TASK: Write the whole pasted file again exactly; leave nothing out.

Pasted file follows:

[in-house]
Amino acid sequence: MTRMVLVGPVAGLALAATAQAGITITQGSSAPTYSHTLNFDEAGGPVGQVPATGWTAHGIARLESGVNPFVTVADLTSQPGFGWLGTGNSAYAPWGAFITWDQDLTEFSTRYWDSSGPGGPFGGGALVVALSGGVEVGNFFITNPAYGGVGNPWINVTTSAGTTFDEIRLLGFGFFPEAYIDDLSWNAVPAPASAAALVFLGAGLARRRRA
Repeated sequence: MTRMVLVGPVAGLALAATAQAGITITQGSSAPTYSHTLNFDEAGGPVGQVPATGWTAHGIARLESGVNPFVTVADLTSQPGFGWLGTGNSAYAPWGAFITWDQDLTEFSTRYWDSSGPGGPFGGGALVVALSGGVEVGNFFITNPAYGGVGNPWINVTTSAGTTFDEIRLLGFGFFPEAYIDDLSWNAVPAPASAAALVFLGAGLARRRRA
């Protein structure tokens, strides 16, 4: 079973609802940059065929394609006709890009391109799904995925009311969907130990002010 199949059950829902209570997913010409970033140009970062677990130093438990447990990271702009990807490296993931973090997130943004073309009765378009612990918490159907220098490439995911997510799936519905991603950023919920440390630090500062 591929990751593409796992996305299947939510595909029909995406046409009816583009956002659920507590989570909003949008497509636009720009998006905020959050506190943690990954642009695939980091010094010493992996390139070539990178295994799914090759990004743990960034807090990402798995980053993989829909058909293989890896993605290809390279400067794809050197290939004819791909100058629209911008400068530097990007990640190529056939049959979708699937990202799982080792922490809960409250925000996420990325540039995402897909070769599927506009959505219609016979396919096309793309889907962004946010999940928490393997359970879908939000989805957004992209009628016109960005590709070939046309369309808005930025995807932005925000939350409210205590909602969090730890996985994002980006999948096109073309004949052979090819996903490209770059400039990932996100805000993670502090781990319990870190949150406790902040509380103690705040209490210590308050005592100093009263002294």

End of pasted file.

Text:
[in-house]
Amino acid sequence: MTRMVLVGPVAGLALAATAQAGITITQGSSAPTYSHTLNFDEAGGPVGQVPATGWTAHGIARLESGVNPFVTVADLTSQPGFGWLGTGNSAYAPWGAFITWDQDLTEFSTRYWDSSGPGGPFGGGALVVALSGGVEVGNFFITNPAYGGVGNPWINVTTSAGTTFDEIRLLGFGFFPEAYIDDLSWNAVPAPASAAALVFLGAGLARRRRA
Repeated sequence: MTRMVLVGPVAGLALAATAQAGITITQGSSAPTYSHTLNFDEAGGPVGQVPATGWTAHGIARLESGVNPFVTVADLTSQPGFGWLGTGNSAYAPWGAFITWDQDLTEFSTRYWDSSGPGGPFGGGALVVALSGGVEVGNFFITNPAYGGVGNPWINVTTSAGTTFDEIRLLGFGFFPEAYIDDLSWNAVPAPASAAALVFLGAGLARRRRA
């Protein structure tokens, strides 16, 4: 079973609802940059065929394609006709890009391109799904995925009311969907130990002010 199949059950829902209570997913010409970033140009970062677990130093438990447990990271702009990807490296993931973090997130943004073309009765378009612990918490159907220098490439995911997510799936519905991603950023919920440390630090500062 591929990751593409796992996305299947939510595909029909995406046409009816583009956002659920507590989570909003949008497509636009720009998006905020959050506190943690990954642009695939980091010094010493992996390139070539990178295994799914090759990004743990960034807090990402798995980053993989829909058909293989890896993605290809390279400067794809050197290939004819791909100058629209911008400068530097990007990640190529056939049959979708699937990202799982080792922490809960409250925000996420990325540039995402897909070769599927506009959505219609016979396919096309793309889907962004946010999940928490393997359970879908939000989805957004992209009628016109960005590709070939046309369309808005930025995807932005925000939350409210205590909602969090730890996985994002980006999948096109073309004949052979090819996903490209770059400039990932996100805000993670502090781990319990870190949150406790902040509380103690705040209490210590308050005592100093009263002294």